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Ah. In that case the topic maps are doing
the job of an extended form of the data
dictionary table that includes bibliographic
references and mapping fields. That makes
sense. In this particular data dictionary,
the field descriptions are part of the meta-
field definition. A data dictionary that
would have initially three tables:
Column Data Type Description
TABLE_ID Int 4 Unique identifier for table being described within tables.dbf.
Used in tables.dbf and fields.dbf to link records.
TABLENAME Char 32 Name of table
SHORTDESC Char 252 English description of table (HTML)
TABLETYPE Char 32 Code list value for the
CAPTION Char 48 Short English title for table
ALIAS Char 2 Two character code
NEW Logical 1 Boolean set to .T. by Schema Manager the first time the table is in a release.
OBSOLETE Logical 1 Boolean set by schema author for tracking old and now unused tables.
RESERVED Logical 1 Boolean set by schema author to indicate a table that is reserved for
future use or only used by IPS developers.
VERSION Char 10 The version number for the first release of the table. Can be
used to track changes among versions.
Column Data Type Description
TABLE_ID Int 4 Unique identifier for table. Used in tables.dbf and fields.dbf to link records.
FIELDNO Int 4 Field Number. ID for field. Unique within the set of fields for the table
being documented. Non-unique for tables.dbf. Uniquely identifying a field
requires a join on the Table_ID and the field number.
FIELDNAME Char 32 Name for field.
FIELDTYPE Char 1 Code for I/LEADS field types
FIELDWIDTH Int 4 Width of field
SHORTDESC MEMO 4 English description of field. (HTML format).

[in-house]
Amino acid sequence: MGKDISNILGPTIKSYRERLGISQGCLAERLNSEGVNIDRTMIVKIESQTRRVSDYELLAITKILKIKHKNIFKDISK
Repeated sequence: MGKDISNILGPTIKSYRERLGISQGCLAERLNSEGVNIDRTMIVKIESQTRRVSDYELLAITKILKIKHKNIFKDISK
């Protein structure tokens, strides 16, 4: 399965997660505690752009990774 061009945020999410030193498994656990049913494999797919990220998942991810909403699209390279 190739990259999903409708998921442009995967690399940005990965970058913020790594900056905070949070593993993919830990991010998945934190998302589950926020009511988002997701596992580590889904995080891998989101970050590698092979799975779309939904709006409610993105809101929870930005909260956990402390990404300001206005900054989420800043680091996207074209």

FIELDVALUE MEMO 4 Example of field value
CAPTION Char 48 English title for field.
NEW Logical 1 Boolean set to .T. by Schema Manager the first time the field is in a release.
OBSOLETE Logical 1 Boolean set by schema author for tracking old and now unused fields.
RESERVED Logical 1 Boolean set by schema author to indicate a field that is reserved for
future use or only used by developers.
NULLORNOT Logical 1 Boolean to indicate if field can be null.
ISKEYTYPE Char 10 Code to indicate if the fields is a key and what type.
VERSION Char 10 The version number for the first release of the field. Can be used to track
changes among versions.
JOIN_ID Int 4 Unique ID for the join condition
FROMTABLE Char 16 Name of table where join originates
FROMFIELD Char 16 Name of field used for Join
JOINTYPE Int 4 Code value for join type
TOTABLE Char 16 Name of table to be joined to
JOINEXPR Memo 4 Join expression
KEY Char 2 RESERVED
This is enough to generate the document for the application.
It could be extended with new fields for bibliographic
A Query Builder uses these as source data and adds tables for
creating and tracking the query constructs.
We have a concept in the application
that the data dictionary documents. That
concept in called involvements and it is
a means for the user to get a view of the
application data that when traversed returns
a document view containing the anchors. I've
experimented with that using a topic map construct.
It seemed the most natural application. In
the application implementation, it resolves to a
query so that is why I asked.
Thanks for the answer.
From: Lars Marius Garshol [mailto:firstname.lastname@example.org]
I think that as long as you want to stay within the traditional limits
of what a data dictionary of the type you describe is and does it
would be just a stylistic preference and not much else. Similar to
deciding whether to use CSV files or XML.
You'd begin to get benefits from topic maps when you wanted to do more
than just drive a GUI with the dictionary, for example by connecting
the dictionary to related information from other sources. That might
be definitions of the fields, background documents, mappings to XML,